Deciding to go to Kathmandu for my final year medical elective was an easy decision. Choosing to travel with Work the World was an even easier one.
I had heard of Work the World through a colleague who had been to Kathmandu two years prior. Having seen what a great time they’d had, I made an enquiry through the website.
To my surprise, I received an email response almost immediately. It had a tonne of information about Kathmandu, Work the World’s partner hospital in the area, and the kinds of learning opportunities available to me. It also detailed the support I would receive.
I knew at that point that Work the World would provide me with all the guidance I needed to prepare me for my elective, ensuring that it ran as smoothly as possible.
MyTrip—Work the World’s online placement planner—was a great touch. I logged in and saw checklists for packing, a timeline to help direct my preparation, including when and how to apply for a visa, and a visual itinerary with information about where I would be staying and about my placement hospital.
MyTrip also showed me other students who would be living in the house at the same time as me. There were photos of the house and staff too, so this helped me visualise what to expect when I got there.
On arrival at Kathmandu airport, my friend and I quickly identified the member of the Work the World team who had come to meet us. They gave us a warm welcome and took us to the house, which was just a short drive away.
Our flight had arrived later than expected, so after meeting the other students at the house (and a quick bite to eat), we went straight to bed.
The following morning, the team took us on an orientation tour of the city. This was a valuable opportunity to get our bearings, purchase a local SIM card if we wanted one, and withdraw some cash. We had plenty of opportunity to ask any questions we had about life in Kathmandu.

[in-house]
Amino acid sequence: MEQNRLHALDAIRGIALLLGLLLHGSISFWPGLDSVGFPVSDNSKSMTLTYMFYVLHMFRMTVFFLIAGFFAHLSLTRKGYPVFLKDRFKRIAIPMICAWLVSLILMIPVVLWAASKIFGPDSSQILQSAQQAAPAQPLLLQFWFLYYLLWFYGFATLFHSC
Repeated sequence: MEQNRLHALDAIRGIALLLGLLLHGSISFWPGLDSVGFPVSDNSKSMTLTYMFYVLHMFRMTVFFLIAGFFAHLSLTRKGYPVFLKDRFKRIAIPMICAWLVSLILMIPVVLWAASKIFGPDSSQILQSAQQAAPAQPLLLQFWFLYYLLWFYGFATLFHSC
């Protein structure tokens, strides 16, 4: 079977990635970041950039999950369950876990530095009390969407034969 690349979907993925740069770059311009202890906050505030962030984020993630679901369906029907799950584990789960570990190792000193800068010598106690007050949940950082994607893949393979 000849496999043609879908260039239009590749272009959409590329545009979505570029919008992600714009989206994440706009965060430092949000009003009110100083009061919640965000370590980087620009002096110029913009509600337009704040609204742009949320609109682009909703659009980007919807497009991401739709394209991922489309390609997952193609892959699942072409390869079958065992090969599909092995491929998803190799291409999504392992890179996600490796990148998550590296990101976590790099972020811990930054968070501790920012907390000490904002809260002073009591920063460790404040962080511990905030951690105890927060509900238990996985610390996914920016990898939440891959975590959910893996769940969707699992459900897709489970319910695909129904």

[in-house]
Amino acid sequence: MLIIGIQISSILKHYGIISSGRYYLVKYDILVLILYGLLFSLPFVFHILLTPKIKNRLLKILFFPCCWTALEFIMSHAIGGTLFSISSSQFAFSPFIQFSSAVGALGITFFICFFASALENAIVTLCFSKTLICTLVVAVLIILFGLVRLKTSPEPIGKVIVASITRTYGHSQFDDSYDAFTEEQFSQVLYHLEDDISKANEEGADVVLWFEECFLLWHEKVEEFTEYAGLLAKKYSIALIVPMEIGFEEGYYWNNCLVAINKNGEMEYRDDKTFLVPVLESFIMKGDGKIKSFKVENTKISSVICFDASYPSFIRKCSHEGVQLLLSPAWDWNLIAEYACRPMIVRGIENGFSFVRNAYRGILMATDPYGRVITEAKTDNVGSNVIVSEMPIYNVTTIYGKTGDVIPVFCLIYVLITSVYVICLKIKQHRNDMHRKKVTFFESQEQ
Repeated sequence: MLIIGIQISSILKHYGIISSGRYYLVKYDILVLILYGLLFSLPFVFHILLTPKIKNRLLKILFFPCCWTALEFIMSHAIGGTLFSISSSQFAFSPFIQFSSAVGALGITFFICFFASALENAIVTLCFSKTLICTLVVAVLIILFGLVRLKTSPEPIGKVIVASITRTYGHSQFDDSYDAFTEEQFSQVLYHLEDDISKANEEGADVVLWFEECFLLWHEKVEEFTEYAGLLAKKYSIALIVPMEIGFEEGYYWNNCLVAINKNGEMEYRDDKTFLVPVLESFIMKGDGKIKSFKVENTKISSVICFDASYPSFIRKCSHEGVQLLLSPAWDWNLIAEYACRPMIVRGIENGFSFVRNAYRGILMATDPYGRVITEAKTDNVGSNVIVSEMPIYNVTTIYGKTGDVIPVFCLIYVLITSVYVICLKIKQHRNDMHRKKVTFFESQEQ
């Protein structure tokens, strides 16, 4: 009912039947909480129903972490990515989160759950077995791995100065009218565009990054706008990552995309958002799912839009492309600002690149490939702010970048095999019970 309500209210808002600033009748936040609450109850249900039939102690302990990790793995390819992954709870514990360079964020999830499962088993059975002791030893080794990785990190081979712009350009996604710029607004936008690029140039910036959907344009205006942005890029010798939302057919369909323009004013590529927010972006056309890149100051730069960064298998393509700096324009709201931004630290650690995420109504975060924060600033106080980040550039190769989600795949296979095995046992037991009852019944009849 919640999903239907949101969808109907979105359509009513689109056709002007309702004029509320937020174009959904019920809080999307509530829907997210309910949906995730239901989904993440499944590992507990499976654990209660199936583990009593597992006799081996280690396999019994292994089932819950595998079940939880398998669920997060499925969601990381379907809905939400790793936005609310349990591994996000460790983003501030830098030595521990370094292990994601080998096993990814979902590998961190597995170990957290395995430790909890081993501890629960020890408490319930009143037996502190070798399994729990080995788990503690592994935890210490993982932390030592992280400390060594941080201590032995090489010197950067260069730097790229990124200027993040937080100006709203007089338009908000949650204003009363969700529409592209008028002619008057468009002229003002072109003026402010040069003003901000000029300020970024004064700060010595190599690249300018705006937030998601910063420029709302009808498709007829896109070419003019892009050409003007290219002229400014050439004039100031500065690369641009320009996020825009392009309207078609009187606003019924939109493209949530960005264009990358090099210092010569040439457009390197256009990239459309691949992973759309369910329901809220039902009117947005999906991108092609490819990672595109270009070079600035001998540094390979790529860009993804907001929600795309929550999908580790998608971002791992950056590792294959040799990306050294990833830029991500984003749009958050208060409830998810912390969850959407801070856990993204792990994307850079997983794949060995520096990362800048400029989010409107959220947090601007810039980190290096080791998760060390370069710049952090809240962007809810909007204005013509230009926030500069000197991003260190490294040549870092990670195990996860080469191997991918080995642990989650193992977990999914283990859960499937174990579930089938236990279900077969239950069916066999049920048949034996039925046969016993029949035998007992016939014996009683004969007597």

We had our first proper dinner in the house with everyone that evening. It needs to be said that the food at the Work the World house was up there with the best I’ve ever tasted. The skilled catering team are to thank for that. And that’s without mentioning the famous weekly barbecues on the front lawn.
The kitchen cupboards were always stocked up with food, and the fridge with leftovers from the previous night’s dinner. Lunch was never a problem. That said, it’s definitely worth popping into one of the various 'momo' restaurants for a tasty fix!
Our first day of placement happened to be a public holiday. So, after completing a departmental orientation, we visited Boudhanath Stupa—a peaceful Buddhist sanctuary juxtaposed against the bustle of the city.
I carried out a five-week placement at the hospital in varied specialities. I was in General Medicine for three weeks, and Paediatrics for two.
The first thing I noticed upon starting my placement was the difference between the wards in the UK and those in Kathmandu. This was ultimately down to the issue of inadequate public health funding; a large proportion of costs were covered by patients and their families. This meant that medical equipment as basic as needles and syringes were invaluable. Missing a vein when taking blood, for example, had serious consequences as families had to buy the clinician another needle!